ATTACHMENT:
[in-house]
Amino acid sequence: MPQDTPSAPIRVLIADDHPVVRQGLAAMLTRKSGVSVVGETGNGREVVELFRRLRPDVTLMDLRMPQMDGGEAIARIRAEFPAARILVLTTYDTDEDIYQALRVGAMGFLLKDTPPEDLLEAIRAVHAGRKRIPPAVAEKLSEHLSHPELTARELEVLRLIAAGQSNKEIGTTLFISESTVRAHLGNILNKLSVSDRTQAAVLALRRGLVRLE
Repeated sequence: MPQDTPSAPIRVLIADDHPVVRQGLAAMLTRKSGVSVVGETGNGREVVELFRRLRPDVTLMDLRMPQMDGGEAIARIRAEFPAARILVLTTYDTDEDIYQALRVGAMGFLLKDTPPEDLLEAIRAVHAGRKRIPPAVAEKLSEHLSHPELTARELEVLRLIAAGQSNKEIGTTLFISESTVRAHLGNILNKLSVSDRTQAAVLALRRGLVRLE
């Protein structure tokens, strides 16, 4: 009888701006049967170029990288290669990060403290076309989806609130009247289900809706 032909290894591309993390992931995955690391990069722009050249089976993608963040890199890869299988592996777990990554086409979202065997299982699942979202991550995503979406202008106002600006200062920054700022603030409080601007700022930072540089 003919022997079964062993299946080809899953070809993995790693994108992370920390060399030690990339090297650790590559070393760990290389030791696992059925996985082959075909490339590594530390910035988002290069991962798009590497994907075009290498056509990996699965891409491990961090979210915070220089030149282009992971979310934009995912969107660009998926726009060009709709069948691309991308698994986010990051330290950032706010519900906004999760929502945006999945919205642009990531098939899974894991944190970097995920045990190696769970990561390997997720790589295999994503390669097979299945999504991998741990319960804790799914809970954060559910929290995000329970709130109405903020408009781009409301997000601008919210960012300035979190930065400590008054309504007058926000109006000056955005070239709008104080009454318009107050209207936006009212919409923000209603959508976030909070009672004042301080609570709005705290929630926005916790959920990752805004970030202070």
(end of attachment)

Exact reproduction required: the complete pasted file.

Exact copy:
[in-house]
Amino acid sequence: MPQDTPSAPIRVLIADDHPVVRQGLAAMLTRKSGVSVVGETGNGREVVELFRRLRPDVTLMDLRMPQMDGGEAIARIRAEFPAARILVLTTYDTDEDIYQALRVGAMGFLLKDTPPEDLLEAIRAVHAGRKRIPPAVAEKLSEHLSHPELTARELEVLRLIAAGQSNKEIGTTLFISESTVRAHLGNILNKLSVSDRTQAAVLALRRGLVRLE
Repeated sequence: MPQDTPSAPIRVLIADDHPVVRQGLAAMLTRKSGVSVVGETGNGREVVELFRRLRPDVTLMDLRMPQMDGGEAIARIRAEFPAARILVLTTYDTDEDIYQALRVGAMGFLLKDTPPEDLLEAIRAVHAGRKRIPPAVAEKLSEHLSHPELTARELEVLRLIAAGQSNKEIGTTLFISESTVRAHLGNILNKLSVSDRTQAAVLALRRGLVRLE
């Protein structure tokens, strides 16, 4: 009888701006049967170029990288290669990060403290076309989806609130009247289900809706 032909290894591309993390992931995955690391990069722009050249089976993608963040890199890869299988592996777990990554086409979202065997299982699942979202991550995503979406202008106002600006200062920054700022603030409080601007700022930072540089 003919022997079964062993299946080809899953070809993995790693994108992370920390060399030690990339090297650790590559070393760990290389030791696992059925996985082959075909490339590594530390910035988002290069991962798009590497994907075009290498056509990996699965891409491990961090979210915070220089030149282009992971979310934009995912969107660009998926726009060009709709069948691309991308698994986010990051330290950032706010519900906004999760929502945006999945919205642009990531098939899974894991944190970097995920045990190696769970990561390997997720790589295999994503390669097979299945999504991998741990319960804790799914809970954060559910929290995000329970709130109405903020408009781009409301997000601008919210960012300035979190930065400590008054309504007058926000109006000056955005070239709008104080009454318009107050209207936006009212919409923000209603959508976030909070009672004042301080609570709005705290929630926005916790959920990752805004970030202070």